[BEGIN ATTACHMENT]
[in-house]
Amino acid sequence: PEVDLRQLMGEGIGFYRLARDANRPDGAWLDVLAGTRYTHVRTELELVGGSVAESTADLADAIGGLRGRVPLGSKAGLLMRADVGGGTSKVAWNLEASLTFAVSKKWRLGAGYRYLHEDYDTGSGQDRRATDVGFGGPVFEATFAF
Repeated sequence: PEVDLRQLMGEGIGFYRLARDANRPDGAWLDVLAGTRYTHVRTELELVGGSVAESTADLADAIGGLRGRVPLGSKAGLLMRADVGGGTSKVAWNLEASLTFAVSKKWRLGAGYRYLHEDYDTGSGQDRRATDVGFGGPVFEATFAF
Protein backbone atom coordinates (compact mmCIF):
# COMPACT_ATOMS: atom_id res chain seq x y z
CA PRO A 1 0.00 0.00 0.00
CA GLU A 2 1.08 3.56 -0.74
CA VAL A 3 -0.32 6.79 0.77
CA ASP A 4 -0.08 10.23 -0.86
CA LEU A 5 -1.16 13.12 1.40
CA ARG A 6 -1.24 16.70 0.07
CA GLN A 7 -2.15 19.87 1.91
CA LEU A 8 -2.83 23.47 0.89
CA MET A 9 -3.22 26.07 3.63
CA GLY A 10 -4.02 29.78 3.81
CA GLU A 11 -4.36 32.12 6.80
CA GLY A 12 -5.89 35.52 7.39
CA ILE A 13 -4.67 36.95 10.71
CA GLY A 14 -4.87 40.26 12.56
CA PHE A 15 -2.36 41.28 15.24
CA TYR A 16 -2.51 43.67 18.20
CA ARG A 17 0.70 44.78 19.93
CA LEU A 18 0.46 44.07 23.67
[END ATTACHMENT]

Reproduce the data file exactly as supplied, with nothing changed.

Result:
[in-house]
Amino acid sequence: PEVDLRQLMGEGIGFYRLARDANRPDGAWLDVLAGTRYTHVRTELELVGGSVAESTADLADAIGGLRGRVPLGSKAGLLMRADVGGGTSKVAWNLEASLTFAVSKKWRLGAGYRYLHEDYDTGSGQDRRATDVGFGGPVFEATFAF
Repeated sequence: PEVDLRQLMGEGIGFYRLARDANRPDGAWLDVLAGTRYTHVRTELELVGGSVAESTADLADAIGGLRGRVPLGSKAGLLMRADVGGGTSKVAWNLEASLTFAVSKKWRLGAGYRYLHEDYDTGSGQDRRATDVGFGGPVFEATFAF
Protein backbone atom coordinates (compact mmCIF):
# COMPACT_ATOMS: atom_id res chain seq x y z
CA PRO A 1 0.00 0.00 0.00
CA GLU A 2 1.08 3.56 -0.74
CA VAL A 3 -0.32 6.79 0.77
CA ASP A 4 -0.08 10.23 -0.86
CA LEU A 5 -1.16 13.12 1.40
CA ARG A 6 -1.24 16.70 0.07
CA GLN A 7 -2.15 19.87 1.91
CA LEU A 8 -2.83 23.47 0.89
CA MET A 9 -3.22 26.07 3.63
CA GLY A 10 -4.02 29.78 3.81
CA GLU A 11 -4.36 32.12 6.80
CA GLY A 12 -5.89 35.52 7.39
CA ILE A 13 -4.67 36.95 10.71
CA GLY A 14 -4.87 40.26 12.56
CA PHE A 15 -2.36 41.28 15.24
CA TYR A 16 -2.51 43.67 18.20
CA ARG A 17 0.70 44.78 19.93
CA LEU A 18 0.46 44.07 23.67